Legends and Lore

The first Settlers to the area called the Lumber River Drowning Creek. The River got its name for its dark swift moving waters. In 1809, the North Carolina state legislature changed the name of Drowning Creek to the Lumber River. The Headwaters are still referred to as Drowning Creek. The Lumber River flows through four counties Scotland, Hoke, Robeson, and Columbus. The Lumber River flows into South Carolina’s Pee Dee River, the Great Pee Dee River, Winyah Bay and then the Atlantic Ocean.

Native Americans
American Indians used the river as a way of life. Many American Indian settlements were made along the banks of the Lumber River. American Indians hunted, fished, and navigated the waters of the Lumber River.

Revolutionary War
Drowning Creek as the Lumber River was called in its day was used as a safe haven for troops to camp and rest after skirmishes between the (Swamp Fox) Francis Marion and Tory’s.

The Town of Princess Ann
The town of Princess Ann was established on the banks of drowning creek in 1796. It died out in the mid 1800’s. The park headquarters now sits on the site at Princess Ann.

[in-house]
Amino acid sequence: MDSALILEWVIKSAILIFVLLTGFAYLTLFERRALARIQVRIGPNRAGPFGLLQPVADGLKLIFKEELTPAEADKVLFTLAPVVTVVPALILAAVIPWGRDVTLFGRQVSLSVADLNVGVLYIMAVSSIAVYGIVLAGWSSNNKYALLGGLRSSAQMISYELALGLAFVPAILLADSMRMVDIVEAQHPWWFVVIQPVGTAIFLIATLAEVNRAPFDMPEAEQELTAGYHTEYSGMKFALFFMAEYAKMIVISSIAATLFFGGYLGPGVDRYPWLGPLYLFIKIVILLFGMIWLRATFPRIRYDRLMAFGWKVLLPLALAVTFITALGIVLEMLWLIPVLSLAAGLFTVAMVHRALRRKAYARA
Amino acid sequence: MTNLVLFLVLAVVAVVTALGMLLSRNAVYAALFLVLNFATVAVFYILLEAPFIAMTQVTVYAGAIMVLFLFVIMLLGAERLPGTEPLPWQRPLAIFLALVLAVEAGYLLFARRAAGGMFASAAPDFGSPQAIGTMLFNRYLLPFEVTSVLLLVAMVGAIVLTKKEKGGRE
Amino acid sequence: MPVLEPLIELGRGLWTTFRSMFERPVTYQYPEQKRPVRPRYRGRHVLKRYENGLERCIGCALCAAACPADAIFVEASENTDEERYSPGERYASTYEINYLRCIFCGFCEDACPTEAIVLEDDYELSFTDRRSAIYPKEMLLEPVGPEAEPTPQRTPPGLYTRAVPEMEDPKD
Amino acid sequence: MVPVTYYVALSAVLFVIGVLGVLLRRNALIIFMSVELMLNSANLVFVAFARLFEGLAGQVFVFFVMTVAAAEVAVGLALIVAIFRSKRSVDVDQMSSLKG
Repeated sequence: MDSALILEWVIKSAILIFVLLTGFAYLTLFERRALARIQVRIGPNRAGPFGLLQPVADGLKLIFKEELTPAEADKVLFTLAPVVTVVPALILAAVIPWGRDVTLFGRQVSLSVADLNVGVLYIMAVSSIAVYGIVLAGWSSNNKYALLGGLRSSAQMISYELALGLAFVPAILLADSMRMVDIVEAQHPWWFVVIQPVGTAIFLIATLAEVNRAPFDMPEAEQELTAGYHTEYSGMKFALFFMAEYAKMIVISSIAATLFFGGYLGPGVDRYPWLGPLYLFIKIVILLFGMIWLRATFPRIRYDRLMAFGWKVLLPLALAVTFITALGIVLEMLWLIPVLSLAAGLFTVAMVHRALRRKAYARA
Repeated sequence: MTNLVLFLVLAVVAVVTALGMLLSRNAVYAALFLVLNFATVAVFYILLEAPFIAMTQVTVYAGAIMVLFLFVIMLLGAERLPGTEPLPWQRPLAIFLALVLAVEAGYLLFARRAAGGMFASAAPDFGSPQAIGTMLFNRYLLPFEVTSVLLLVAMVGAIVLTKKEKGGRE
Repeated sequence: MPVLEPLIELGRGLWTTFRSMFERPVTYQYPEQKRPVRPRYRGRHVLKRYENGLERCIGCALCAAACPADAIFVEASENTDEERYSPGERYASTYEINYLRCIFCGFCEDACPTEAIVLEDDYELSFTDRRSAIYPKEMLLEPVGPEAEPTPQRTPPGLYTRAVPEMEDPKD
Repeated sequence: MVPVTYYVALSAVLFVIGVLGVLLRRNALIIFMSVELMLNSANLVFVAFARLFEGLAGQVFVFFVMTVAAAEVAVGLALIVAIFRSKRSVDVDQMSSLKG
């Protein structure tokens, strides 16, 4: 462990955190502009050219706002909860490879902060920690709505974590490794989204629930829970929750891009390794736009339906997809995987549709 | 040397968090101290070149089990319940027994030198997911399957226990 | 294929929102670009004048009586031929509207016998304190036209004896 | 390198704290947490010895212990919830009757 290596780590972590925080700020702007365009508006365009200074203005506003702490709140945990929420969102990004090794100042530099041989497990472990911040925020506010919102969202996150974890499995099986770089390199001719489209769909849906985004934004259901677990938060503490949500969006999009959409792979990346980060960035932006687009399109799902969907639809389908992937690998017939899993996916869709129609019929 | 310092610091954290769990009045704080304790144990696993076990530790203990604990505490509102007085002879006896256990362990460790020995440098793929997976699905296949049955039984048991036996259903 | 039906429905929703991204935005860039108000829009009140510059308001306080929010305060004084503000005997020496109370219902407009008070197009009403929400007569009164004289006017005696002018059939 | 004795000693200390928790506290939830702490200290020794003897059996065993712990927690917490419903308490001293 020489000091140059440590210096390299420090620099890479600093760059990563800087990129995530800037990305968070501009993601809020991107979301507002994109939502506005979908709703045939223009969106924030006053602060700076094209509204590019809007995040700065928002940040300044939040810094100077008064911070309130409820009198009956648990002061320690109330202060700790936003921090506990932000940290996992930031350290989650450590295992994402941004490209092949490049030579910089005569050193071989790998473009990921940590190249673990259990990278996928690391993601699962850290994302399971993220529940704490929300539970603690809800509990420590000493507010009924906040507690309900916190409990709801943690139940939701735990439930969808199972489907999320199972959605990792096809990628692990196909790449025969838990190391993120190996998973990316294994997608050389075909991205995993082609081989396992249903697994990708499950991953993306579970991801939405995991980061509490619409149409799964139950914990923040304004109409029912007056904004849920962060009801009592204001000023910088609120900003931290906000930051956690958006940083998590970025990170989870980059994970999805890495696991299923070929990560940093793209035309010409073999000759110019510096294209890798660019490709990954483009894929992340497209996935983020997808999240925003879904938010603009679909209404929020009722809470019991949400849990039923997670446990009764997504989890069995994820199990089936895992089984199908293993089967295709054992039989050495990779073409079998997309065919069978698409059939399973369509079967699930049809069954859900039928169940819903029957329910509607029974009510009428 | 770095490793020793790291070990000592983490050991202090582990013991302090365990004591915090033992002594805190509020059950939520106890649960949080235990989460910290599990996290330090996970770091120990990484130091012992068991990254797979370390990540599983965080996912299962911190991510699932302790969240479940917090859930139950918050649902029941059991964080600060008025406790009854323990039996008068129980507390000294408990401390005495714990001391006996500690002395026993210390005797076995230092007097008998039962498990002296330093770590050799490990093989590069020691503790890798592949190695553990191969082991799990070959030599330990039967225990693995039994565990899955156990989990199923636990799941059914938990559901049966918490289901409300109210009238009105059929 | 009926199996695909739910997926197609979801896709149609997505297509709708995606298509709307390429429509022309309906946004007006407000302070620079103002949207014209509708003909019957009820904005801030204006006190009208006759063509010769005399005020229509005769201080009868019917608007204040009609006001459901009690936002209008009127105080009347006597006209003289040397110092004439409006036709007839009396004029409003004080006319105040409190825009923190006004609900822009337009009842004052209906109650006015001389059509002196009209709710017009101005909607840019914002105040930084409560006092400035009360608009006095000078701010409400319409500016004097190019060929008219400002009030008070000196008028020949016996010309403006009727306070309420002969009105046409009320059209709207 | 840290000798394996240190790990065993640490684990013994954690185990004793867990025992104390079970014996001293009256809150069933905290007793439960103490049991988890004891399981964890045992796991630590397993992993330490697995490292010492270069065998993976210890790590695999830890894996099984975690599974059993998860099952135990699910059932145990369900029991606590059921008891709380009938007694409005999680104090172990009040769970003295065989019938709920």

Civil War
The Lumber River was used as a hideout for deserters during the Civil War. Sherman’s famous march passed through the area leaving a path of destruction. Sherman crossed the Lumber River at several places over the Lumber River. The Gilchrist bridge was a major crossing point which is now located at Chalk Banks. The stone bridge that is currently there was built in 1922.

Henry Berry Lowry and the Lowry Gang were very active along the Lumber River. The Lowry Gang used the river and swamps as a hideout. Henry Lowry has been sort of a Robin Hood figure to the locals.

The 19th Century
In the late 18th and the early 19th centuries the lumber industry was flourishing along the Lumber River. The Lumber River became a vital route for transporting 100-foot logs downriver.

Mid 19th Century
Fishing and Swimming were popular along the Lumber River. Moonshine Stills were very active on the Lumber River. The moonshine stills were, typically hidden just off the river in streams and swamps.

Today
Lumber River State Park was first established in 1989 to help preserve the river for future generations to come. The State Park also offers many recreational opportunities for visitors to enjoy. Hiking, Camping, Picnicking, Nature programs, Fishing, Wildlife viewing, and Canoeing are just a few of the activities offered at Lumber River State Park. The newest addition to Lumber River State Park is Chalk Banks Access Area near Wagram.